Rasa Malaysia (which translates from Malay as ‘Taste of Malaysia’) is a newish spot located in Berjaya Eden Park Hotel Bayswater, touting supposedly authentic Malaysian chow.
The restaurant also probably had an eye on the expat Malaysian community in London, which tend to favour Bayswater for its roast duck restaurants and the ever-popular Malaysian Hall Canteen.
What we tried:
- ‘Assam laksa’, the famous rice noodle dish from Penang with its trademark hot & sour flavors, spiked with prawn paste. It has the requisite taste, but the portion served was miserly, and one hardly discerned any fish flakes in the gravy. Let’s put it this way, if one’s first ever taste of ‘assam laksa’ was here, instead of back in Penang, you’d would have been consigned this dish to the dust-heap of history as one of the most regrettable item you’d ever had the misfortune of putting into your mouth.
- ‘Nasi lemak’, often regarded as Malaysia’s national dish. Decent version here – coconut-scented rice, garnished with a couple of small morsels of spice-marinated fried chicken, ‘sambal’ (chili) prawns, hard-boiled egg, crisp-fried ‘ikan bilis’ (anchovies) & cucumber. The coconut milk used was the canned variety, but still fine. The prawns had a bouncy-fresh texture whilst the sauce in which it was cooked was perfect: spicy, sour, sweet.
- ‘Roti canai’, crisp & flaky here, was great. For the uninitiated, the ‘roti canai’ is Malaysia’s take on Indian ‘paratha’, specifically the Keralan variety. Over at Rasa Malaysia, one can order it with either chicken or fish curry – both cooked Malaysian-style: thick, spicy and perfect to dunk pieces of the ‘rotis’ into. Both versions of curry we tried were tasty.
- ‘Mee Mamak’, a spicy fried noodle dish of Indian-Muslim origins in Malaysia. I’d say this is the best-executed dish in this restaurant: perfect blend of textures (soft Hokkien yellow noodles, crunchy tofu & fritters, ‘choy sum’ vegetables, beansprouts, shallots, egg) and flavors (slightly sweet, tomatoey, chilli-spicy). The one dish I’d come back for.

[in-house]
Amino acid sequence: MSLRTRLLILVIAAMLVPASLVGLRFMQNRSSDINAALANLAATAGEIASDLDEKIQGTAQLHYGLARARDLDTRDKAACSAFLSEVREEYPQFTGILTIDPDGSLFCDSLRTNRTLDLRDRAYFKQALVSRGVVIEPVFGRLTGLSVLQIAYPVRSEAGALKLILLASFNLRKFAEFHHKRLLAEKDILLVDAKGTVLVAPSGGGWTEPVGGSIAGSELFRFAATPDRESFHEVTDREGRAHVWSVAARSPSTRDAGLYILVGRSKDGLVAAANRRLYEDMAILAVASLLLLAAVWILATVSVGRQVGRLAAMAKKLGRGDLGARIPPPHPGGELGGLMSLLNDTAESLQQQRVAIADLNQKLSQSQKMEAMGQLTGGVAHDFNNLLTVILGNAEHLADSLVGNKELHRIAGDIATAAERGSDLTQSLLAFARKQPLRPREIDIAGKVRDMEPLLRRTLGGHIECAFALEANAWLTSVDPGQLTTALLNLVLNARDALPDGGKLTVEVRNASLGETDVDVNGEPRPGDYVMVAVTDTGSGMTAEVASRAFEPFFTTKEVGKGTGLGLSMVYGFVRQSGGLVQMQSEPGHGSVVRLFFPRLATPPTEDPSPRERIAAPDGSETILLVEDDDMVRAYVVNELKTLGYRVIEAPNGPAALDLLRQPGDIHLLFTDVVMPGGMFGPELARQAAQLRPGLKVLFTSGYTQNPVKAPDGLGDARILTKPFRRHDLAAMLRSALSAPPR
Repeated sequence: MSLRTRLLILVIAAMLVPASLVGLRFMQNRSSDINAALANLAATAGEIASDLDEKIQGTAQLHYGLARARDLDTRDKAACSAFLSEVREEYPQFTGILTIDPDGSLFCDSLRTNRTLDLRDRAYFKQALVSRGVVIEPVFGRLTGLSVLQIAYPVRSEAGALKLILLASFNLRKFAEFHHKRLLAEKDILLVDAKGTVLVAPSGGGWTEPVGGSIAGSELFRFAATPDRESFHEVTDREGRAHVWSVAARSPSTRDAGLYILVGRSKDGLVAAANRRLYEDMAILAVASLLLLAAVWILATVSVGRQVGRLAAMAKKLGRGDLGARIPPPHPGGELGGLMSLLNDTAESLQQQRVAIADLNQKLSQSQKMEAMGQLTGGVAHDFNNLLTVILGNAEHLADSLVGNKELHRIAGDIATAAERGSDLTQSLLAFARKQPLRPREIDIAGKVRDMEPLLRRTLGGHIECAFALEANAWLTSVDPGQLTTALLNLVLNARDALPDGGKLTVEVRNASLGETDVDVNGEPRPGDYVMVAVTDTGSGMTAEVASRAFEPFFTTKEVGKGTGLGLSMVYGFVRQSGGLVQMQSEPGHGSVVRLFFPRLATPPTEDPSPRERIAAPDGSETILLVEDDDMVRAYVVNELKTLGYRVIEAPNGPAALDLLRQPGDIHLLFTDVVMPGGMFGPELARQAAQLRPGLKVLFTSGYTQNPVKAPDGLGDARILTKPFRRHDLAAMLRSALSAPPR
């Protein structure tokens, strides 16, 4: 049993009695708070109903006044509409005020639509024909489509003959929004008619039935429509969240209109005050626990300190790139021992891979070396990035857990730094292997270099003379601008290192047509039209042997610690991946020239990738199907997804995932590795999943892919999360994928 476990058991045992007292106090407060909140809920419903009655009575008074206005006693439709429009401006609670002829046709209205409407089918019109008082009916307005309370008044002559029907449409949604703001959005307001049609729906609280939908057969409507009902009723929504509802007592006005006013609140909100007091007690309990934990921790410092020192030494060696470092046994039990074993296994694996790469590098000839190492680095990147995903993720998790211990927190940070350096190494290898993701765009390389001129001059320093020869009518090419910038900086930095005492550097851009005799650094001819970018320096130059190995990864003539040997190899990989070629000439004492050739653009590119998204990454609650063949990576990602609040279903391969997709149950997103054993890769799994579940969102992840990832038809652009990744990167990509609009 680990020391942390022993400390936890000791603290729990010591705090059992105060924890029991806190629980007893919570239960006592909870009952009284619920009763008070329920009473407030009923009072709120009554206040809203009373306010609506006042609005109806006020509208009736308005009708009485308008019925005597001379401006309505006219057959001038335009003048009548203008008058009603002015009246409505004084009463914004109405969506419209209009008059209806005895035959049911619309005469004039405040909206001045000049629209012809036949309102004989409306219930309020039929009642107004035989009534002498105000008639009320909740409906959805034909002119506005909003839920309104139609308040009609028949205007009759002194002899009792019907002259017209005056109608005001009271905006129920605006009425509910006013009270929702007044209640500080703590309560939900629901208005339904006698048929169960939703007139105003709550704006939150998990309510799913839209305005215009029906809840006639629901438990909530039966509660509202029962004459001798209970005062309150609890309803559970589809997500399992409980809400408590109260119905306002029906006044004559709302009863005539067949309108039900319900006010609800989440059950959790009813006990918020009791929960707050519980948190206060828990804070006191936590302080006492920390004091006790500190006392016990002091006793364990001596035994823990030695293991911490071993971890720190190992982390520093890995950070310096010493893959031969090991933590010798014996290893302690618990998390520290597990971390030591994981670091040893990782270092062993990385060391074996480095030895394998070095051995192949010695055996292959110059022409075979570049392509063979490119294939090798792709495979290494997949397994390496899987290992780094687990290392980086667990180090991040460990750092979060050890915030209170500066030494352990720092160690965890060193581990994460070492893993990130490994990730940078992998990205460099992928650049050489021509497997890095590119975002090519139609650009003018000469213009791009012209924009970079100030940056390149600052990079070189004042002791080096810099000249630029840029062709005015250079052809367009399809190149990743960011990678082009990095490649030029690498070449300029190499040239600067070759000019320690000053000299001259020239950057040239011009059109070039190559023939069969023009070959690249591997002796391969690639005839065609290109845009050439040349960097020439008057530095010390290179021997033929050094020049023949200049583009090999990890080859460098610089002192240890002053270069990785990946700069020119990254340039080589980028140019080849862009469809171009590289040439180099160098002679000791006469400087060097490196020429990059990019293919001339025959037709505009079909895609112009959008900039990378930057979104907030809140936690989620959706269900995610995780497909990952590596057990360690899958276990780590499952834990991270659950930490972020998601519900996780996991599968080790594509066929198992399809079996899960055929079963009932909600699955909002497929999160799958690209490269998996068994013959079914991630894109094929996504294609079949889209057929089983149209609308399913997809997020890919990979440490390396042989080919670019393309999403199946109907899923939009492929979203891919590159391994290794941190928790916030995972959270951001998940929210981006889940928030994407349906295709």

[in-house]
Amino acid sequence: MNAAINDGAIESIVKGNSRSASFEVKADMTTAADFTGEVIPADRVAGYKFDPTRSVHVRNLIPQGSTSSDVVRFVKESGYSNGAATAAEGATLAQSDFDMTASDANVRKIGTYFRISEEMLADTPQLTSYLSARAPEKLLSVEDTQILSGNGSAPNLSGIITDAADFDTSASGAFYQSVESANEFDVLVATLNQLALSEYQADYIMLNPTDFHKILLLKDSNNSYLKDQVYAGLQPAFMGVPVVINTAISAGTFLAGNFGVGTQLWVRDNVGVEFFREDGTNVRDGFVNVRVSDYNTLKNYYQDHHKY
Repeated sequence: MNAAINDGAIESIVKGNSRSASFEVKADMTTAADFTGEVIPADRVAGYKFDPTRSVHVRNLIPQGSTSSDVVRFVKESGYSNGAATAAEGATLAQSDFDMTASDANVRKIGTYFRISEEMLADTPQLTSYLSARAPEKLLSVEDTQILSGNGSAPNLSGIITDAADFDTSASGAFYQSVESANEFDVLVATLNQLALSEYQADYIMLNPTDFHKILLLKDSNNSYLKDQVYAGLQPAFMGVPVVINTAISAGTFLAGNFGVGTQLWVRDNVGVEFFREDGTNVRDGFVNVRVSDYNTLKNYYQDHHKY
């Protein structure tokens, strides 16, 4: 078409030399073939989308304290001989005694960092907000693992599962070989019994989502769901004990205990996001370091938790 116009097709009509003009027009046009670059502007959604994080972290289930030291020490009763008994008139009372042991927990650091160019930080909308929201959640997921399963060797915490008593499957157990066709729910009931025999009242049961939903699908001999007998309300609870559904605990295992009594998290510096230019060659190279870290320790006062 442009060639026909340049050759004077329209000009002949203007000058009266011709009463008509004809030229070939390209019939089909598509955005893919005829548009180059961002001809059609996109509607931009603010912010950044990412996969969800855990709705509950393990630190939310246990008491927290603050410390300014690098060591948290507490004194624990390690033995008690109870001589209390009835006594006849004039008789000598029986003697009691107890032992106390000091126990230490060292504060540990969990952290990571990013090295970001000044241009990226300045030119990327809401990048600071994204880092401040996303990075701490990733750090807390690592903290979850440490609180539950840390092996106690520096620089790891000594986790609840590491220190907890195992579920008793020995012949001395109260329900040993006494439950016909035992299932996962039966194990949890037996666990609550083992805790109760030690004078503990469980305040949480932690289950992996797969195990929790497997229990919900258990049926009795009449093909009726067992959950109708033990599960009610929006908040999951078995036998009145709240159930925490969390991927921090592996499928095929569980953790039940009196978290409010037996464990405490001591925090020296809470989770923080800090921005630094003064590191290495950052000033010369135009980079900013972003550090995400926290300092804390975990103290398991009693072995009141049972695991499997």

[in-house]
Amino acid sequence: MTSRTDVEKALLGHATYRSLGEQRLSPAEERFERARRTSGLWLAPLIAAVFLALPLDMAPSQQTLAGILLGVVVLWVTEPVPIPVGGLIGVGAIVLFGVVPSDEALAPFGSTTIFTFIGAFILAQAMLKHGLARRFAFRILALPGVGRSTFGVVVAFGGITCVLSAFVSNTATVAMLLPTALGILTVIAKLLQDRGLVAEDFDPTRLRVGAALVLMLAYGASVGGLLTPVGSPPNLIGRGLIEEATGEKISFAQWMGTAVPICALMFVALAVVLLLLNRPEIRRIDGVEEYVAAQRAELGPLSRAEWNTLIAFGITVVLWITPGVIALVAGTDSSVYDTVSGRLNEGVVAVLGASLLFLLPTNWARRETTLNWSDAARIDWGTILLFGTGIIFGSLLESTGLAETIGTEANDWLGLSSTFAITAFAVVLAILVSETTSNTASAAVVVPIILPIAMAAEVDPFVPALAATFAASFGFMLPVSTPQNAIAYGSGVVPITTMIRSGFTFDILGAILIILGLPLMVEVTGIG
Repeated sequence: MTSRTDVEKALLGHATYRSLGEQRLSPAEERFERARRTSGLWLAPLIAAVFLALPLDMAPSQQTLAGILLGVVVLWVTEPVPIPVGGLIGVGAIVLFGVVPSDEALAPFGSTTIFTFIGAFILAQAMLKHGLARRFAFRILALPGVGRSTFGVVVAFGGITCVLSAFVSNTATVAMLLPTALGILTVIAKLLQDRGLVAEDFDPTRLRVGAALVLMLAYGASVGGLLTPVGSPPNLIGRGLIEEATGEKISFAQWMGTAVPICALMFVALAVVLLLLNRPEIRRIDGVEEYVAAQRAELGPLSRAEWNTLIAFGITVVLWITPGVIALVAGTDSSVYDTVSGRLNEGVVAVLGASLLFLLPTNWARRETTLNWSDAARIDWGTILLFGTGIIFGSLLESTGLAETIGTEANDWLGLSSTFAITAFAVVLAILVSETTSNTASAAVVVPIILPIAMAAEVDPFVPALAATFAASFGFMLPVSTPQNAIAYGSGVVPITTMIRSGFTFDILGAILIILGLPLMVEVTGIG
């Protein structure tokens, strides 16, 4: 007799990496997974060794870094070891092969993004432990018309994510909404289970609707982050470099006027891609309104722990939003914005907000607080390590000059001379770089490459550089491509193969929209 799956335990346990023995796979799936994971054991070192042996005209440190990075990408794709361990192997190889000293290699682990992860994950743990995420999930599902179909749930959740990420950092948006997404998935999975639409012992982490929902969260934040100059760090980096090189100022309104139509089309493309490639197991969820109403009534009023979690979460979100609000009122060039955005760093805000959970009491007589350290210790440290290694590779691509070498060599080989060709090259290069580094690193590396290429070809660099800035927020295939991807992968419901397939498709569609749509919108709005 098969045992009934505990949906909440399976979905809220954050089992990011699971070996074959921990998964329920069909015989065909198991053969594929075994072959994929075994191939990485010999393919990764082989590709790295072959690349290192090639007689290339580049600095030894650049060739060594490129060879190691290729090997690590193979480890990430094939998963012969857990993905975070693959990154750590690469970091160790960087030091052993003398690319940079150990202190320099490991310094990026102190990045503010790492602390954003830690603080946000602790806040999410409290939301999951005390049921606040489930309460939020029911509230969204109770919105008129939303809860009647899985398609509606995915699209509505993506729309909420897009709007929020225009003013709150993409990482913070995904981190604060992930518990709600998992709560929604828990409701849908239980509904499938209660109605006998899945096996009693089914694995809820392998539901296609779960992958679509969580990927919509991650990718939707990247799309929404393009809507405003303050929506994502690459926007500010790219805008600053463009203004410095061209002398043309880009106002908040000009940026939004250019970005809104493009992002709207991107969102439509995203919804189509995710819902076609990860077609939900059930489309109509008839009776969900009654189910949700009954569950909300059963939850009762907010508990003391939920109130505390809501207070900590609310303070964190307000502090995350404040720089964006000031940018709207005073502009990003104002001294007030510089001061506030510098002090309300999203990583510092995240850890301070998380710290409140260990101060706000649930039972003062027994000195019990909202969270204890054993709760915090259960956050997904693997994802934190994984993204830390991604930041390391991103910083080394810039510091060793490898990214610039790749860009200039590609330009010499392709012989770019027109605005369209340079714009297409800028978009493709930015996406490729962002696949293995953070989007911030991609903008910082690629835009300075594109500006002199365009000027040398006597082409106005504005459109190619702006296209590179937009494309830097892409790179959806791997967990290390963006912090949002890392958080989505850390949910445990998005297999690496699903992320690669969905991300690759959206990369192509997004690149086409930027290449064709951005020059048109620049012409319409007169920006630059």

- Desserts: the Malaysian ‘kuehs’ served here were an unmitigated disaster – ‘kueh salat’, in the form most Malaysians would recognize, is a beautiful two-layered cake: the bottom layer being fragrant steamed and compressed pearl-colored glutinous rice, scented with coconut milk; topped by an upper layer of firm eggy-milky steamed custard which is tinged slightly olive-green by fresh pandan juice, which also lent it an aromatic fragrance. The version here (see pic) used artificial coloring which resulted in a shocking radioactive-green custard, so poorly made that the artificial coloring had also seeped into the glutinous rice. Tasted absolutely disgusting and was worse than any fake Malaysian ‘kueh’ I’d ever had in my life. Eclipsed even the previously "worst nyonya kueh spot in the world" I encountered earlier this year in Chennai, India - Bee's Kopitiam (http://chowhound.chow.com/topics/844589).
The other ‘kueh’ was probably ‘kueh bingka’ – I’m just guessing here (seriously) because it was *so* bad, anything cooked by a pre-pubescent child in Home Science class in a Malaysian elementary school would probably taste better. I bet my bottom dollar – the ‘kuehs’ here are *not* cooked by a Malaysian chef, because they bore no resemblance to what Malaysians would know those ‘kuehs’ to be. Absolutely amateurish, half-hearted effort here, and an absolute sham.
If based upon the nightmarish Malaysian ‘kuehs’ alone, I’d never recommend anyone to try this restaurant – which is a pity because the ‘mee mamak’ was pretty decent.
Berjaya Eden Park Hotel
London W2 3JS
Tel: 020 7221 2220